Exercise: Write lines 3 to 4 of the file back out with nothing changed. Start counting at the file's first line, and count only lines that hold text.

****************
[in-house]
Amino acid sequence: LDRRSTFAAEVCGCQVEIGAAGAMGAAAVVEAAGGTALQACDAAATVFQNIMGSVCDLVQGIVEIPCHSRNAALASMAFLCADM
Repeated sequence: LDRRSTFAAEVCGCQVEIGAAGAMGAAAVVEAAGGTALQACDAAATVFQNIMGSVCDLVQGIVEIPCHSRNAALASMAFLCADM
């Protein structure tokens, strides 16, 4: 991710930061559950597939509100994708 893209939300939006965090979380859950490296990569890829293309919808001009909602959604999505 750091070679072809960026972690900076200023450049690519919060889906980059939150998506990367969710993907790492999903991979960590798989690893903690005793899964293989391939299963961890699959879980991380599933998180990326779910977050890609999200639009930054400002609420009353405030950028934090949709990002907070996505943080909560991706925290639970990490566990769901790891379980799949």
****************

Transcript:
Repeated sequence: LDRRSTFAAEVCGCQVEIGAAGAMGAAAVVEAAGGTALQACDAAATVFQNIMGSVCDLVQGIVEIPCHSRNAALASMAFLCADM
């Protein structure tokens, strides 16, 4: 991710930061559950597939509100994708 893209939300939006965090979380859950490296990569890829293309919808001009909602959604999505 750091070679072809960026972690900076200023450049690519919060889906980059939150998506990367969710993907790492999903991979960590798989690893903690005793899964293989391939299963961890699959879980991380599933998180990326779910977050890609999200639009930054400002609420009353405030950028934090949709990002907070996505943080909560991706925290639970990490566990769901790891379980799949």